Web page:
C. L. Morton
Leavenworth, Kansas

"And he said unto them, Take heed, and keep yourselves from all covetousness: for a man's life consisteth not in the abundance of things which he possesseth" (Luke 12:15). One of the major problems of this or any other generation is that of materialism - the attitude that a person's life DOES consist of the abundance of material things which he possesses. Having stated the fallacy of this attitude, Jesus went further by emphasizing it with the illustration of the rich fool, whose attitude was Soul, Thou hast much goods laid up for many years, take thine ease, eat, drink, he merry (Lk. 12:19). But his material prosperity was to no avail, for "God said unto him, Thou foolish one, this night is thy soul required of thee; and the things which thou hast prepared, whose shall they be? So is he that layeth up treasure for himself, and is not rich toward God" (Lk. 12:20-21).

The Lord's application of this parable is that everyone who lays up treasures for himself at the expense of his spiritual life is just as big a fool as the man in the parable.

This same lesson is stressed repeatedly in the Scriptures. "Lay not up for yourselves treasures upon the earth, where moth and rust consume, and where thieves break through and steal: but lay up for yourselves treasures in heaven, where neither moth nor rust doth consume, and where thieves do not break through nor steal. For where thy treasure is, there will thy heart be also" (Matt. 6:19-21). The lesson is unmistakably clear and evident: a person's life will be centered around the place where his treasures are. There can be no divided loyalty between materialism and spirituality, because "no man can serve two masters: for either he will hate the one, and love the other; or else he will hold to one, and despise the other" (Matt. 6 :24). For this reason, Jesus has admonished us to place our treasures in heaven rather than on earth, so that our lives here on this earth may be void of the fatal plague of materialism.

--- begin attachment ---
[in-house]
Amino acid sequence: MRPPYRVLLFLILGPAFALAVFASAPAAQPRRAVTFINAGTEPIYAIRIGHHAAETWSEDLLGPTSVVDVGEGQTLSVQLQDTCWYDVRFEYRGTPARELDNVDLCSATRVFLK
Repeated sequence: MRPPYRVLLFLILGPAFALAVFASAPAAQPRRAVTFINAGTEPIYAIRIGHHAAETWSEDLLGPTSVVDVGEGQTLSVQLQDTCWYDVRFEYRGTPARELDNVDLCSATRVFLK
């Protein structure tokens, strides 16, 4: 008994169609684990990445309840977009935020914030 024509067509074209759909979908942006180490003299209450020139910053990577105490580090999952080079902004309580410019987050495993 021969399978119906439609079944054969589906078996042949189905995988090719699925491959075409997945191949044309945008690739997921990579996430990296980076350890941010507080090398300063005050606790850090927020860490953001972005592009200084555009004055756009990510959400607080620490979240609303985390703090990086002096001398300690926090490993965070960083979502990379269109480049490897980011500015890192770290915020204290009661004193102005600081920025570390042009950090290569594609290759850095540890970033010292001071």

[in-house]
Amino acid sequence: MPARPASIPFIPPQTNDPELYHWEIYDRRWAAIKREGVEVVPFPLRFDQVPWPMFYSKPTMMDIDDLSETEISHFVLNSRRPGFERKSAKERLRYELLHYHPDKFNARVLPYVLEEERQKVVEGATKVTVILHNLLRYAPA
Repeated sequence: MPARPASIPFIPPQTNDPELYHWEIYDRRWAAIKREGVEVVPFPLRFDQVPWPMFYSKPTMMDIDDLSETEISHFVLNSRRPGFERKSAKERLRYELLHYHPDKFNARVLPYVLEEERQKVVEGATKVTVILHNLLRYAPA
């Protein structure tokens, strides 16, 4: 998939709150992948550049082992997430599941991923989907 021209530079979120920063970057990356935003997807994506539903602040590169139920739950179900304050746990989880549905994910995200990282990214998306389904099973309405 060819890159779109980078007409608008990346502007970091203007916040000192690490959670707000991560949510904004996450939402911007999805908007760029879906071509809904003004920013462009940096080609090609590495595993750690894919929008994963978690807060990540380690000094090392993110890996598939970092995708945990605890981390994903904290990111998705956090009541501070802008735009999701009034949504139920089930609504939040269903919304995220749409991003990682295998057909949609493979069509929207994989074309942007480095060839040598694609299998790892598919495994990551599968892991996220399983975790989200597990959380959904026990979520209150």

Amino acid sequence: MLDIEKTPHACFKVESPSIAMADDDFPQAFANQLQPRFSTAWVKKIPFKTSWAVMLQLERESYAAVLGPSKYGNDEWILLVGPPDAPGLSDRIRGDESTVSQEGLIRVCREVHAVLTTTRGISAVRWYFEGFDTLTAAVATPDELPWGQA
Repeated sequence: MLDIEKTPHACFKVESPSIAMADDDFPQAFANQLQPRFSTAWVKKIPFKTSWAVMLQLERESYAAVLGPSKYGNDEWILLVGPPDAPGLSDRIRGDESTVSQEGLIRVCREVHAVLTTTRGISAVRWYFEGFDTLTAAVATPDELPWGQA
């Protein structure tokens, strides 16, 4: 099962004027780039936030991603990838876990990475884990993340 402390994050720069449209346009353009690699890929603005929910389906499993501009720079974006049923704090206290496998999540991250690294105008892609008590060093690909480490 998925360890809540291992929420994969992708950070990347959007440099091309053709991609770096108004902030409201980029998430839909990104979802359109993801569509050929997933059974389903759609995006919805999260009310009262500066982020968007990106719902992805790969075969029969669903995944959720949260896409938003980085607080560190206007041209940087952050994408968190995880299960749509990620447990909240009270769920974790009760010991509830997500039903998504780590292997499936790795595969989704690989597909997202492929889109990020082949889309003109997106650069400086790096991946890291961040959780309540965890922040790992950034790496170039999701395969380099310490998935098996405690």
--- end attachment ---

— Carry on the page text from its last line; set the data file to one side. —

This rich fool of the Lord's parable in Luke 12 is one of the best illustrations to be found of a materialistic, stingy, grasping life. At the opposite extreme, one of the best examples of the right kind of life is that of Moses. "By faith Moses, when he was grown up, refused to be called the son of Pharaoh's daughter; choosing rather to share ill treatment with the people of God, than to enjoy the pleasures of sin for a season; accounting the reproach of Christ greater riches than the treasures of Egypt; for he looked unto the recompense of reward" (Heb. 11:24-26). Every person must make the decision between treasures on earth or treasures in heaven. The rich fool made the wrong decision with disastrous results; Moses made the correct decision because he looked for the superior reward.

In our own generation, as perhaps in all others, it is customary to determine the worth of an individual bv the value of his material prosperity. Such is deceptive and unfortunate. A person's worth is determined only by values that are eternal and spiritual in nature, and such are determined by his obedience to God. The richest people in this world are those who follow the example of Moses in accounting the reproach of Christ greater riches than the treasures of this world. That person who does not obey the gospel and live faithfully as a child of God is poor indeed, though he possesses all the treasures of this present world. Where are your riches - on earth, or in heaven?

Truth Magazine III:12, p. 1
September 1959